Ubuntu 12.04 is coming in April, but eager users can check out the beta version today. “Precise Pangolin” includes a new quick search feature called the HUD, some new privacy settings, a few tweaks to the Unity interface, and more.
This release will be another “Long Term Support” release, meaning Canonical will support it for longer than other versions—five years, to be exact. It also usually means lots of new features, though this time around it seems to be more polish than anything—though the HUD alone is reason enough to upgrade. Here’s a look at everything that’s new.
The HUD Makes Finding Menu Items Super Easy
Have you ever been in a situation where you’re using a program, and want to do something specific that you know is in the menus, but you just don’t know where? The new HUD solves that problem. Just hit Alt, and a search bar will pop up in the upper left-hand corner of your screen. From there you can type in what you’re looking for, and it will return any menu items that match your query. If you’ve ever used a Mac, it’s almost exactly like the Spotlight bar you get under the “Help” menu of individual applications, and it is a lifesaver.
New Privacy Options Keep Your Information to Yourself
One great thing about Unity’s Dash is that you can search for recently used files, folders, and programs easily. However, if you’d rather some of your activity not be logged, Precise has a new set of Privacy options to let you tweak that. By going to System Settings > Privacy, you can now ignore certain types of files, ignore activity in certain folders, or ignore activity with certain applications. You can even turn activity recording off altogether if you’d rather not have the feature at all. In an age where everyone’s having privacy gaffes left and right, it’s nice that Canonical has added this easily accessible preference pane for anyone to tweak.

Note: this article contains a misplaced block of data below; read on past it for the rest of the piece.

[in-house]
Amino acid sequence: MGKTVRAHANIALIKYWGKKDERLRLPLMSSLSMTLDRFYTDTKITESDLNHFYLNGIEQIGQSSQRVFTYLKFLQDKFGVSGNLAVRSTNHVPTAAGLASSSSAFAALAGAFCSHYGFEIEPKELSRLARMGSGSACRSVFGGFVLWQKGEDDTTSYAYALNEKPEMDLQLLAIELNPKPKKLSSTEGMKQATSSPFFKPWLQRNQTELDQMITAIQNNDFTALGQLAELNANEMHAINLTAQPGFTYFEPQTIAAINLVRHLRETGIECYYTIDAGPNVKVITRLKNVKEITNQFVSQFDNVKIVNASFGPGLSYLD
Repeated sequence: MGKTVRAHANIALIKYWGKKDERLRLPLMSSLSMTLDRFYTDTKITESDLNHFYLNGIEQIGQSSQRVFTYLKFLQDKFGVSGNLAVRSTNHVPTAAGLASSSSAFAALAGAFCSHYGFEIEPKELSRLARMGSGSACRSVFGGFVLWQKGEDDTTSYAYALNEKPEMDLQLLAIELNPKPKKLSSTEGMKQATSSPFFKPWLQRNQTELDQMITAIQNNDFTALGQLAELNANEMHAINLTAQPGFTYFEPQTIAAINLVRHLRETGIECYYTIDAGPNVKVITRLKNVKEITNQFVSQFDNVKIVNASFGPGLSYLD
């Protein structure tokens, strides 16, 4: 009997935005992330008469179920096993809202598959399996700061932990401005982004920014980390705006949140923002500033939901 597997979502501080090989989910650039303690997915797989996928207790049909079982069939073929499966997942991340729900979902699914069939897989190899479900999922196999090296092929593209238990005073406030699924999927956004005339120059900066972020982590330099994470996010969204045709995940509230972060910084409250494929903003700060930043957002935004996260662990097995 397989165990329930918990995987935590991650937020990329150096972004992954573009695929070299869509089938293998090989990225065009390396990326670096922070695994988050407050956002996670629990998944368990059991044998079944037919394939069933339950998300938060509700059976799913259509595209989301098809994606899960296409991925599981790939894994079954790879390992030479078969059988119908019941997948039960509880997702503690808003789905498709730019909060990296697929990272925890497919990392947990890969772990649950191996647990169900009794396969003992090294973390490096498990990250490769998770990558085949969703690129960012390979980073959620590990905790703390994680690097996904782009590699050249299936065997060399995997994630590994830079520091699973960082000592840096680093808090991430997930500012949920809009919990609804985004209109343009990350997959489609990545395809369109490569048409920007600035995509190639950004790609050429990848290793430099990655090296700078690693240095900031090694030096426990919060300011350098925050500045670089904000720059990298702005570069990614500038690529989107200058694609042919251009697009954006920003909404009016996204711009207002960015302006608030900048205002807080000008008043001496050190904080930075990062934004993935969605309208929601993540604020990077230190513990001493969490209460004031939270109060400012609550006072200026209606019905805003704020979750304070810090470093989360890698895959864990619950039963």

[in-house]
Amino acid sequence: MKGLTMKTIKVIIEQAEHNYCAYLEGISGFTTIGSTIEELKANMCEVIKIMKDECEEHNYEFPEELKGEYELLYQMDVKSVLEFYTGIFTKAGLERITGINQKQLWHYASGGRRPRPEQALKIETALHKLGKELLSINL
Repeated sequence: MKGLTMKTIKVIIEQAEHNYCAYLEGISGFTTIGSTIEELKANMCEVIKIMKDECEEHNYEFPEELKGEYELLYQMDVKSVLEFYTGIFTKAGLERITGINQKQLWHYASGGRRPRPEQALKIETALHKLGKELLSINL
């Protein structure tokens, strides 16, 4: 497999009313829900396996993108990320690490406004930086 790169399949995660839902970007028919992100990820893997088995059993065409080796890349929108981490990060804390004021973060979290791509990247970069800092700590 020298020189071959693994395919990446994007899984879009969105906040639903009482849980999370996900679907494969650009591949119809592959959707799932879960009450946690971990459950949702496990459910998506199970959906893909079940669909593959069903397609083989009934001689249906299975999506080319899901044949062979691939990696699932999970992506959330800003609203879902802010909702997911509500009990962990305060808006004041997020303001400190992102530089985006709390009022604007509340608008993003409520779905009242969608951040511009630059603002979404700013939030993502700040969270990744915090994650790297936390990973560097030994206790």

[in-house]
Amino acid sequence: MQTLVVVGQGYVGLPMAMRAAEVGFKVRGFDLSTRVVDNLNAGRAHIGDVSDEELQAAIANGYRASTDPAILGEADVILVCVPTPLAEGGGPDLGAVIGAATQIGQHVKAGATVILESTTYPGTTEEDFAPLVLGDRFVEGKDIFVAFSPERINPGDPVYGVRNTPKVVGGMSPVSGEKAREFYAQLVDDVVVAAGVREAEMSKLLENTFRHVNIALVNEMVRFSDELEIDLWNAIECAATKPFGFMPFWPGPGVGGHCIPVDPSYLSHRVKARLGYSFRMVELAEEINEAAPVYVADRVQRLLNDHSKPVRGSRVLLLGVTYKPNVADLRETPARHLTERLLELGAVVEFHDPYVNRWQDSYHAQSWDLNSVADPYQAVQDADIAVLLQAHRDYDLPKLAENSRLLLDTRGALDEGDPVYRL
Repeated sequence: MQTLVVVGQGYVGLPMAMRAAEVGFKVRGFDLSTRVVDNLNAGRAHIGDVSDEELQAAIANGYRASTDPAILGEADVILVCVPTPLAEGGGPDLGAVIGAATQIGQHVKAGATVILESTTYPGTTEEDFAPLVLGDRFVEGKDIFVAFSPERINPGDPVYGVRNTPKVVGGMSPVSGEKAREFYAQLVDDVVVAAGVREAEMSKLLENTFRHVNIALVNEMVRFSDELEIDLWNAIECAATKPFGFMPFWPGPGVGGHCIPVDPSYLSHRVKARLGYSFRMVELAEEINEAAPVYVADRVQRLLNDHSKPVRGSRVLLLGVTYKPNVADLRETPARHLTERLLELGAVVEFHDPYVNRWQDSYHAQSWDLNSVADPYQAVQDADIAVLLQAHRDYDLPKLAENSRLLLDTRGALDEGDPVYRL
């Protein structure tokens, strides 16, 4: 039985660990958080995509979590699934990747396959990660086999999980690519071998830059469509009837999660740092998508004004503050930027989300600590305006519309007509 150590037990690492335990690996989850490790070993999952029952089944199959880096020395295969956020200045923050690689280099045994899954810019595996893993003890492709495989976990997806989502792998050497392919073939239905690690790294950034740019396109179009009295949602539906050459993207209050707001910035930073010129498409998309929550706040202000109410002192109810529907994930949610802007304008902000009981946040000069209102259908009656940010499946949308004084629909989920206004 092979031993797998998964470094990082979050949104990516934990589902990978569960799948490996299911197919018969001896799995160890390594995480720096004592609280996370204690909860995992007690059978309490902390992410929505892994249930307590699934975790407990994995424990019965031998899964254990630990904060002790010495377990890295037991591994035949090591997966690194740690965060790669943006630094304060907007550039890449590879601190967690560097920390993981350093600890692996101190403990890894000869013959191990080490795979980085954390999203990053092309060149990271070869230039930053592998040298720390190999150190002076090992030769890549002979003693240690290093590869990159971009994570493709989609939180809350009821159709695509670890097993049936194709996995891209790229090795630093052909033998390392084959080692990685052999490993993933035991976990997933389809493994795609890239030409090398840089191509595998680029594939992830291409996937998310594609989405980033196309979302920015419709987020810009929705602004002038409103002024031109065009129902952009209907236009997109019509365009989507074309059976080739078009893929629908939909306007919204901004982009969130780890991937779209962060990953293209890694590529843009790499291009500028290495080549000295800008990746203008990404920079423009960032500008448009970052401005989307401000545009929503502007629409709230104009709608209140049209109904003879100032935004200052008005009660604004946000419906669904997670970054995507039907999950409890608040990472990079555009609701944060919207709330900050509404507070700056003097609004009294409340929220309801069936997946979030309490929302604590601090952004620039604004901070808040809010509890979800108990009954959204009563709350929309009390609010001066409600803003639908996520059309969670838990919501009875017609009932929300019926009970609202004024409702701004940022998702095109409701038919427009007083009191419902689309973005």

Miscellaneous Improvements in the Unity Interface
Love it or hate it, Unity is here to stay, and the newest version has a few tweaks that make it a bit more appetizing to those of us on the fence. At the top of the list is a new Video lens in the Dash (remember lenses?), which searches not only videos on your computer but videos online. That means you no longer need to head to Amazon, Vimeo, or TED Talks in your browser to start searching for videos—just hit the Super key, click on the video lens, and start typing. Sadly, it doesn’t search all of YouTube yet, just YouTube Movies and YouTube Shows, but hopefully this will change or someone will create an add-on in the future.
You’ll also find that Nautilus now has a pretty beefy right-click menu in the Unity dock, which is nice, plus some nice color-matching effects if you have a powerful enough machine. The “Appearance” settings pane also has a few Unity-specific preferences, like auto-hiding the launcher.
Touchpads With Built-In Buttons Work a Tiny Bit Better
For a long time, Ubuntu has had trouble with ClickPad devices, where the touchpad itself is the mouse button (like those found on MacBook laptops). In Precise, ClickPad devices are now fully supported. Finally, you can click the button, but still move the cursor around with a second finger on the trackpad. In previous versions of Ubuntu, it had trouble recognizing the second finger. Unfortunately, trackpad support still really isn’t there, at least at this point in the beta. While clicking and dragging mostly works, Canonical seems to have completely ignored regular mouse movement. If you have your thumb on the bottom of the trackpad, you can’t move the mouse with a second finger. The whole thing still feels unnatural and unfinished. Here’s hoping this will improve soon—at least we know they’re now looking at it. Photo by Ryan Bailey.
Rhythmbox Is the Default Music Player Again
We really dug Banshee as the default music player in Ubuntu, but with version 12.04 they’ve defaulted back to the stable, popular Rhythmbox. The biggest change here is that the Ubuntu One Music Store is once again available in Rhythmbox, so Ubuntu One users are the only ones really affected—everyone else can continue using whatever music player they want.
Ubuntu One has a Few More Options
Lastly, Ubuntu One users will also find that the Ubuntu One client interface has changed a bit, and is now more similar to its Windows counterpart. You also have the option to choose which folders you want synced to your machine, which is nice.
Despite its being an LTS release, there aren’t a ton of huge changes in Ubuntu 12.04, though the HUD is easily enough to get us upgrading as soon as possible. Check out Canonical’s changelogfor the full list of changes, or just download the beta now and try it out for yourself. If you stumble on any new features you love, be sure to let us know about them in the comments.